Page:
DNA e RNA (introduzione) || F.A.Q. l’evoluzione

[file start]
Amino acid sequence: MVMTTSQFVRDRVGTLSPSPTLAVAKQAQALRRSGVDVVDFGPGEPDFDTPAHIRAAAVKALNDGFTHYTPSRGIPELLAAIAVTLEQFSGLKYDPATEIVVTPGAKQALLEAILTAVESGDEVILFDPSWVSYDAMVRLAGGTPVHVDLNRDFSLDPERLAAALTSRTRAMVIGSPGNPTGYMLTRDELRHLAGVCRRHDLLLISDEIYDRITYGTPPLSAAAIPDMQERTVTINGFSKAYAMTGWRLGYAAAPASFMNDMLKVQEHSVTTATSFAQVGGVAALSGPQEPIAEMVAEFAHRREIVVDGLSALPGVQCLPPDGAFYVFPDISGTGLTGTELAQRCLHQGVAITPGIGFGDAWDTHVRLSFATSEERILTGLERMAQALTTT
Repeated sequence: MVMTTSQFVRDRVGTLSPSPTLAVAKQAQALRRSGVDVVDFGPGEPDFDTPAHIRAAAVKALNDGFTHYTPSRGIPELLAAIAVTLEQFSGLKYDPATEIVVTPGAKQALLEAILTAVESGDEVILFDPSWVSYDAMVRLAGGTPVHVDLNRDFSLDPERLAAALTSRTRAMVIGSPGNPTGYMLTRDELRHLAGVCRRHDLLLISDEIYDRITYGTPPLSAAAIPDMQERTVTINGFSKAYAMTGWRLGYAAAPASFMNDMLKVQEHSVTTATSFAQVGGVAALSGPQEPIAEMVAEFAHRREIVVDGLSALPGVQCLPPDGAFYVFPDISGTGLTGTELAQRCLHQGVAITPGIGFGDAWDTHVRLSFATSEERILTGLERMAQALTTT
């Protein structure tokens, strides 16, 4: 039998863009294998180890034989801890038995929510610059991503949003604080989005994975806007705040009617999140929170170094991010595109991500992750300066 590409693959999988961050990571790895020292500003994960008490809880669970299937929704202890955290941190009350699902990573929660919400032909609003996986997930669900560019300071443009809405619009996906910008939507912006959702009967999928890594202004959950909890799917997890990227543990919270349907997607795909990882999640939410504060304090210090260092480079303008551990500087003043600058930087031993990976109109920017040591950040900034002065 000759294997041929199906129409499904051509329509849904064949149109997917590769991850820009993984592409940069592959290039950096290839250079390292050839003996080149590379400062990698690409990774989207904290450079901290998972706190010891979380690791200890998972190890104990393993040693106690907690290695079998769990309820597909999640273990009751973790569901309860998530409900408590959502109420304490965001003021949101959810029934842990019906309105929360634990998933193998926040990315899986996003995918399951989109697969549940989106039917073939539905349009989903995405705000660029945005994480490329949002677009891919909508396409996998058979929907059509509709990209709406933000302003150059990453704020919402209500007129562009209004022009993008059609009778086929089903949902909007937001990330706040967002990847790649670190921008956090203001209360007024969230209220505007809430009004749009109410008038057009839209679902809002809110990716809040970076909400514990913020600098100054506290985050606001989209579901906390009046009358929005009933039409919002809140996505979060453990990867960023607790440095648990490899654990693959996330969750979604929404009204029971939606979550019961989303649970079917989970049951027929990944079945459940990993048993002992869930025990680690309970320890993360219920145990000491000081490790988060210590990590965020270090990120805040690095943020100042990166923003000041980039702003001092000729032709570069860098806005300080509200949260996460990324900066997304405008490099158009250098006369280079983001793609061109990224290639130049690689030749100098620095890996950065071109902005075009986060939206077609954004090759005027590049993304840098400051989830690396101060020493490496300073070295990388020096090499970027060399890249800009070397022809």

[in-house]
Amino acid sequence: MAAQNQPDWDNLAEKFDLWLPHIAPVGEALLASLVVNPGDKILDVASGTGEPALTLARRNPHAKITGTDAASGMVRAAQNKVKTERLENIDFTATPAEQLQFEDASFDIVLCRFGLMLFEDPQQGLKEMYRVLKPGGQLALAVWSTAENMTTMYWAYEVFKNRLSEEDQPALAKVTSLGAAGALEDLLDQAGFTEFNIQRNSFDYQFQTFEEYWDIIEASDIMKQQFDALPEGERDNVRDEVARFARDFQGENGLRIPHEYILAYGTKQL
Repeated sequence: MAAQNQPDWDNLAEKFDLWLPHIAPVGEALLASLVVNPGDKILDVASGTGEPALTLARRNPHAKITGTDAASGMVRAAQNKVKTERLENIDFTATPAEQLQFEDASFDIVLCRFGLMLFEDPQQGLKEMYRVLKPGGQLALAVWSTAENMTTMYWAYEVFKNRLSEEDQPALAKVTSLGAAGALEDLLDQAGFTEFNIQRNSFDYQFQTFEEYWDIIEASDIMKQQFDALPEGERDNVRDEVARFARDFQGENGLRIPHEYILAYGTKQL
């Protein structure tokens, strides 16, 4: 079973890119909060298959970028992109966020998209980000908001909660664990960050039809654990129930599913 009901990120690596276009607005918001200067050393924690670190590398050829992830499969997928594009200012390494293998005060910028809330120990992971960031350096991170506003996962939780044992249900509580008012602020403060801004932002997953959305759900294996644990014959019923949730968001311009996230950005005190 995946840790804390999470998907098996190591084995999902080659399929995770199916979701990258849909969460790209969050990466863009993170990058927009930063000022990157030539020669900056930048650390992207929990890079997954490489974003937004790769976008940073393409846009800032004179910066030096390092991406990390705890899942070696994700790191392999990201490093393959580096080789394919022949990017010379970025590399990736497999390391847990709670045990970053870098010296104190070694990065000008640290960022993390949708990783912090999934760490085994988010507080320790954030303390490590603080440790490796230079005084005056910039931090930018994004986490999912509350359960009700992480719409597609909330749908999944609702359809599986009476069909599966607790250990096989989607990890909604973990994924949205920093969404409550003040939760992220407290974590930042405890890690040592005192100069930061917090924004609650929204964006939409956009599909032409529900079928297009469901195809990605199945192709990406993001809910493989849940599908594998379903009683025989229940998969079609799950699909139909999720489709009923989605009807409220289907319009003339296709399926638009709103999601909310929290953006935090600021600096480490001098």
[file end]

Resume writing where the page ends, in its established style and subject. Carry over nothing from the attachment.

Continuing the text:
Hi warm-blooded craniates! In the last months you’ve asked me a lot of questions worth of a reply, so I decided to introduce on the channel this new series of video, in which I hope to be able to explain as many doubts as possible. As you’ll have got from the title, today we’re talking about DNA and RNA. I get the chance to thank the person that asked this question and to remind you that if you have any, you can write them in the comments, little by little I’ll try to reply to everybody! Besides, since the topic of this video is actually quite extended, probably there will be be other videos to complete and deepen this one, so if you have anything about this topic that you’d like me to talk about, feel free to ask! So, let’s start talking about DNA and RNA and, as always, I think it’s good to start from the beginning and clear an essential point: what are DNA and RNA? These two names are actually abbreviations that stands respectively for deoxyribonucleic acid and ribonucleic acid. Apart from being interesting tongue-twisters that, if said out loud at the age of 7 can make you feel like the most amazing genius in the room, they give us a hint on on the biochemical nature of our protagonists; both are organic compounds formed by monomers (or units) called nucleotides, in turn formed by three parts: a nitrogenous base, a 5-carbon sugar and a phosphate group. Despite the differences between these two compounds (in general, DNA is double stranded while RNA is single stranded; for the DNA, as sugar, we have the deoxyribose, while for the RNA we have the ribose; 3 nitrogenous bases out of 4, adenine, cytosine and guanine, are the same, while the fourth is the thymine for the DNA and the uracil for the RNA), in general their structures are very similar; this has resulted in having in common being some sort of codes that carry information, other than being at the base of life and evolution. In fact, we can find DNA and RNA in every living beings…and not only: also viruses have one or another; however, viruses are a separate and quite considerable discussion that makes biologists argue, so I’ll not go into detail in this video because it’s a topic worth of a separated video. Going back to the living beings surely considered to be such, we can find the DNA in almost every cell of an organism (there are exceptions, such as mammals red blood cells, that secondarily lose their nucleus and so they don’t have DNA), but the position changes according to the organism we are considering: Eukaryotes (like Plants, Fungi and Animals) have in the cytoplasm the nucleus that contains the DNA, while Prokaryotes (like Bacteria) don’t have a nucleus, so their DNA is scattered all over the cytoplasm; the RNA is found in the cytoplasm of both types of organism. This crucial difference can help us understand the evolutionary history of all living beings: the ancestral condition of the position of the DNA is the one of the Prokaryotes, so they’ve evolved in a more conservative way than Eukaryotes. To make it simple, prokaryotes look more like the hypothetical common ancestor of all the living beings, LUCA for friends. To explain how LUCA appeared (and so how life appeared) various hypothesis have been made, of which the primordial broth one is the most accredited now: according to this hypothesis, in the beginning the Earth’s atmosphere would have had a different composition compared to the current one, with the oxygen totally absent; in this context, because of the physical agents like UV rays and lightnings (so electric discharges), a series of chemical-physical reactions would have happened in water, taking to the formation of the first simple molecules that, with the passing of time, would have formed, following other chemical-physical reactions, molecules more and more complex. This condition has been recreated in lab with Miller’s experiment (and others that take inspiration from this); if we “let the system go”, after a bit we can notice the presence of the first amino acids, which are the bricks for the proteins, and nitrogenous bases that, as said before, can be part of DNA and RNA. What might have happened, that has brought to the development of the first life forms, is that this nitrogenous bases might have started to assemble, giving origin to various sequences similar to DNA and RNA; these would have not deteriorate easily because of the composition of the atmosphere we were talking about before: the absence of oxygen, in fact, wouldn’t have allowed the occurrence of of oxidation reactions, that are those which contribute to the degradation of organic matter. Of the various sequences formed in this way, it might have happened that one or more with the ability of replicating themselves using the material scattered in the broth assembled casually; this might have brought to an increased number of copies of the sequence, that might have evolved differently because of the mutations of their structures. One of these, for example, might have developed the ability to bind with another sequence with different features, or maybe the ability to cut in a lot of pieces other sequences, or even it might have developed the capacity to attract molecules scattered in the broth as a shell. Precisely these would have been the first protocells, that with the proceeding of evolution would have further modified, giving origin to our dear LUCA. As said before, this is one of the many hypotheses formulated on the origin of life, but it’s not the only one! In case you’re interested, it might be the topic of future videos. Going back to today’s topic, as in this video, it’s common to talk about DNA and RNA together, implying a bound between the two; we’ve seen some aspects they have in common, of which maybe the origin, but what kind of bond there is actually? If in high school you’ve done a bit of biology, it’s highly probable that you’ve heard of the central dogma of molecular biology, that tells us how information flows when we talk about DNA and RNA: DNA, which is what is replicated in new copies, is transcripted in RNA, which is in turn translated into proteins in a one-way flow that goes, so to speak, from the information to the action. Well, it would be awesome if the matter worked like this ‘cause it would make simpler studies on the genome, for example, but actually the issue is a bit more complicated. In fact, in a lot of years of studies what emerged is that there are a ton of different mechanism that can modify this one-way flow: from a single DNA sequence, various RNA can be transcripted according to how the sequence is read during transcription, that in turn turn can give various proteins according to how they’re translated; there are proteins capable of modifying not only RNA (it’s one of the way that makes it possible for RNA to be translated in different proteins), but even DNA; some proteins do not modify the DNA but they can interact with the proteins that transcript it, or they can interfere with the protein that fold the DNA to make it fit into the nucleus, interfering with various factors. And, getting back to viruses, there’s a category of them called “retroviruses” that are able to, once they take over the transcriptional apparatus of the host, to transcript DNA from their RNA (one of them is HIV). Basically, between us, it’s a big mess. As you may have gotten from this video, the topic is huge and we have but scratch the surface, but fear not! We’ll keep talking about it in future videos. In case you have questions or topics you’d like me to talk about, don’t hesitate and write them in the comments! If you liked the video and you’re happy of having met your great-great-great- very great-grandfather LUCA, leave a “like” and share it where and with whom you prefer. I also invite you to subscribe to the channel to be always updated! Thank you so much for watching, see ya!